The face of terrorism has changed in the 13 years following the 9/11 attacks. Much like a mutant virus, terrorism evolves to counter factors that threaten it. These changes are distinct, and can be divided into three categories: changes in organization, changes in recruitment and operations, and changes in the nature and scope of attacks. I offer a quick overview of these evolutionary processes, and how they challenge global counterterrorism efforts.
Terrorist groups used to be organized in a top-down, hierarchical structure. The heightened vigilance and military response after 9/11 forced terrorists to change this. They reformed into decentralized, loosely-connected networks of cells. These reforms sought to protect the entire organization from collapse, should a drone strike kill top leadership or an investigation thwart an ongoing plot.
RECRUITMENT AND OPERATIONS
With the exception of local military operations (like ISIL in Syria, or the Caucasus Emirate in Chechnya), terrorist groups operate less like military generals and more like online recruiters. The people they recruit, known as “lone wolves” or “wolf packs, operate with little or no communication or guidance from the central command. By acting completely on their own, they pose a greater, hidden threat than operatives that require complicated support networks, such as so-called “sleeper-cells.” Unlike planted agents, they are unaware of the identity of other members in the organization, making them harder to detect, track, and unravel.
NATURE AND SCOPE OF ATTACKS
The nature of the attacks themselves have also changed. Plots leading up to and immediately following 9/11 focused on “high-value/high-impact” targets. However, once a high-value target has been struck, the sophistication required to repeat that attack increases multi-fold. The complexities required to commit another 9/11 are much more burdensome than the original, thereby increasing the likelihood that it will fail. The more cogs and wheels involved in a contraption, the greater the danger that something will break.
An example of this is the USS Cole bombings in 2000. The attack was simple: load a motor boat with enough explosives to cause damage, steer it towards the ship, and detonate. Now, can you imagine the hardships a terrorist would have to endure to commit the same attack today?
Analysts assess such risks with a system called the CARVER+Shock matrix. This rates:
- Criticality Will this strike affect your enemy’s ability or desire to continue his mission?
- Accessibility How easy is it to gain access to the target?
- Recuperability How easy is it for the system to recover from this attack?
- Vulnerability How easy is it to accomplish this attack?
- Effect What is the direct economic and sociological cost of this attack?
- Recognizability Is the target meaningful? Will the victim recognize the target after it has been struck?
- Shock What are the psychological repercussions of this attack?
Terrorists know that they can inflict a tremendous, negative, impact on all these assessments by striking softer targets. Examples include the Boston Marathon bombings, the abduction of young girls in Nigeria, and the recent attack on Charlie Hebdo in Paris. Not only are these targets visible and familiar to the public, they are less guarded, and permit a greater range of complexity without jeopardizing the mission.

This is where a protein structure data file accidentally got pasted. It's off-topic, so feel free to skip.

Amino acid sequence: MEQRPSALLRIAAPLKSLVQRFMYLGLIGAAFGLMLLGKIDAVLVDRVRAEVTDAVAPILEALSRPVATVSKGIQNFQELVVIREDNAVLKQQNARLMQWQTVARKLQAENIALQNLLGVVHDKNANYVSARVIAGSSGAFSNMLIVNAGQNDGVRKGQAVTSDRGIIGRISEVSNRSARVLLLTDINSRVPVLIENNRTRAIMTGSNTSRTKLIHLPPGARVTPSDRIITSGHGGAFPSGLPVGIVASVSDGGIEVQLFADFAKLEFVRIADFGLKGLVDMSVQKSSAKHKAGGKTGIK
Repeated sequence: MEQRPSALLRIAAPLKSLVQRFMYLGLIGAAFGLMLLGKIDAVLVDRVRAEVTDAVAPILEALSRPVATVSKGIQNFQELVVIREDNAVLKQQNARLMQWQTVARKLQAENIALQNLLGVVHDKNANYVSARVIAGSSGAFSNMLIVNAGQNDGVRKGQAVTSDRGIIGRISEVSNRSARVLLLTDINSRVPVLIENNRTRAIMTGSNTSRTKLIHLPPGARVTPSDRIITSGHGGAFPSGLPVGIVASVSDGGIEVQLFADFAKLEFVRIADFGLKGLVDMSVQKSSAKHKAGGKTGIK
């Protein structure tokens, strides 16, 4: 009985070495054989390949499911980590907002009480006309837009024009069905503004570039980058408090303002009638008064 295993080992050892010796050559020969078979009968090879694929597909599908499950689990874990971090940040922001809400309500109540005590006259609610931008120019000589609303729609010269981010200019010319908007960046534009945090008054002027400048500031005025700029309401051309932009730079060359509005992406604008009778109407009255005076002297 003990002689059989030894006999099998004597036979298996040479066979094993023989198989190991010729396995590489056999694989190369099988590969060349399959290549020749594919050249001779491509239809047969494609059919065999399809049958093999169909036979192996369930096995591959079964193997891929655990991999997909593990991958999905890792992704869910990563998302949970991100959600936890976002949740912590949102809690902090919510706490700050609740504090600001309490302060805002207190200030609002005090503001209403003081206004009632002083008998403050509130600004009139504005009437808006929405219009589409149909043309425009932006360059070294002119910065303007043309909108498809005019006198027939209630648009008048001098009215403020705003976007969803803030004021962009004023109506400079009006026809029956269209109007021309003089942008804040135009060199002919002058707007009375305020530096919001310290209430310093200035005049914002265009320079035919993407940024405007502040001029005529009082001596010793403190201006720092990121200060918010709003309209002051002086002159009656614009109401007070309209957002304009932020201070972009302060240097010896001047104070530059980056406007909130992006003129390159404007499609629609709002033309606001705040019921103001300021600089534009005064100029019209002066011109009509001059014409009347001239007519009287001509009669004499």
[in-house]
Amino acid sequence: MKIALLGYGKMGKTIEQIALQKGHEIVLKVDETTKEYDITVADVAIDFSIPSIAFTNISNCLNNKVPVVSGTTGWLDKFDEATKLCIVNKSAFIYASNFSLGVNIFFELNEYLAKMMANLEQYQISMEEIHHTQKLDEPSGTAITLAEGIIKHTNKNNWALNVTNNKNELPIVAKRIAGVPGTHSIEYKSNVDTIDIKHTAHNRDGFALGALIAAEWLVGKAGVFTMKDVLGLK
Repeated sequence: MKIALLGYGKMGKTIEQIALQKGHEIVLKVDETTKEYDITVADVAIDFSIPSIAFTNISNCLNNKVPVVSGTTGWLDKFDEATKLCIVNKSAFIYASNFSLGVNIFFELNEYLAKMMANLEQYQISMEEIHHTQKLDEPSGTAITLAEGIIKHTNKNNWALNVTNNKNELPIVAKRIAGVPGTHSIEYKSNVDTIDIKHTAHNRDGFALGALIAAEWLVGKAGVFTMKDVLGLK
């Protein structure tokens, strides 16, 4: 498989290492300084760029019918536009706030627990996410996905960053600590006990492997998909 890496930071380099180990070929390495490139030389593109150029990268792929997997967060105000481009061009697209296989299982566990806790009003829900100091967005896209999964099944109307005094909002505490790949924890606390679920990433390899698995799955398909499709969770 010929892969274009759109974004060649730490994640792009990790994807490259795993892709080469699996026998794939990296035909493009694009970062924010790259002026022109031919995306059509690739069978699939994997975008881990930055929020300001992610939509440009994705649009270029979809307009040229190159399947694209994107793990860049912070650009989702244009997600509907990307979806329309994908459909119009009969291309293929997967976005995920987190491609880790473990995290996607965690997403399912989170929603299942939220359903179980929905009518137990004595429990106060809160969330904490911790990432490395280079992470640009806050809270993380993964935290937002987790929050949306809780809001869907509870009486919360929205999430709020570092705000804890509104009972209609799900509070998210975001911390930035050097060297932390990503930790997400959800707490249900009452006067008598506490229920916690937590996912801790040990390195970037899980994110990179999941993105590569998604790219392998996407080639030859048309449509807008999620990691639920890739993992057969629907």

Case in Point: The 2008 attack in Mumbai could have been a very simple plan. It required a small band of terrorists to gather enough arms and explosives to raid a hotel and go on a city-wide rampage. In practice however, the attack was more than a year in the making, required exacting coordination between attackers, an intimate knowledge of the area (including parts closed-off from the public), and massive amounts of training and supplies (furnished by the Pakistani Intelligence Service). Since the attack focused on soft targets, the elaborate details of the plot weren’t included to protect it from being foiled. Rather, they were included so the terrorists could reek as much devastation as possible before being overtaken. By that time, 164 people lay dead, and 308 people were left injured. The psychological impact was felt world-wide. After 60-hours of televised coverage, the event shattered the sense of collective security of people around the globe. For a soft-target attack, the impact could not have been higher.
Herein lies the danger. Although terrorists will continue to identify and exploit vulnerabilities in high-value targets, they will strike at as many soft-targets as they can. Because of this, complex designs are no longer prerequisite for a successful attack. They are simply an add-on to increase the impact of an attack. Lone wolves and wolf packs operate independently of the larger organization, and are therefore harder to identify and take down. The adaptable nature of modern terrorism makes it all the more difficult to counter. It’s difficult enough to secure and screen every airport; it is impossible to guard every street, school, office building, or cafe. This broader range of potential targets undermine the effectiveness of counterterror efforts. After all, to prevent a terrorist attack, we have to be right all of the time. They only have to be right once.